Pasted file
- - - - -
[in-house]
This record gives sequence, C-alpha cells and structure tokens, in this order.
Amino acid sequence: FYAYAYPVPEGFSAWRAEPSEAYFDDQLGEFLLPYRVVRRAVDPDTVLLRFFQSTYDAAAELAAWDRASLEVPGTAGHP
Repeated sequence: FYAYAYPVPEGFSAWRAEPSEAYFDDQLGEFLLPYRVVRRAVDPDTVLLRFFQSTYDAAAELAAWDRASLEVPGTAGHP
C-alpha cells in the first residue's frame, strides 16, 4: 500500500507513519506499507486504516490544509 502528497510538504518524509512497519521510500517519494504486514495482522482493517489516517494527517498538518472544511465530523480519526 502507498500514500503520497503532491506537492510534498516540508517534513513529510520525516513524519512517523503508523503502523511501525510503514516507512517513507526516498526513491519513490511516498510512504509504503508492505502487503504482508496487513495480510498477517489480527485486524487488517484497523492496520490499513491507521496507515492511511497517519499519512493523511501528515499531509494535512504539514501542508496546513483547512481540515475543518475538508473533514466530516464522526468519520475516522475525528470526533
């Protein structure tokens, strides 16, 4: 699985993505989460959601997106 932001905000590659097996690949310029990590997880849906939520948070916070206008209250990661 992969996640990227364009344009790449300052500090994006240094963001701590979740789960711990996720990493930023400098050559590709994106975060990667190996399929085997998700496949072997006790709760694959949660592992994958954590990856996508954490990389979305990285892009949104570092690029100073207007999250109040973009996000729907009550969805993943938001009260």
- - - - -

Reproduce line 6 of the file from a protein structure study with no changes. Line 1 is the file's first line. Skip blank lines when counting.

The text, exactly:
């Protein structure tokens, strides 16, 4: 699985993505989460959601997106 932001905000590659097996690949310029990590997880849906939520948070916070206008209250990661 992969996640990227364009344009790449300052500090994006240094963001701590979740789960711990996720990493930023400098050559590709994106975060990667190996399929085997998700496949072997006790709760694959949660592992994958954590990856996508954490990389979305990285892009949104570092690029100073207007999250109040973009996000729907009550969805993943938001009260």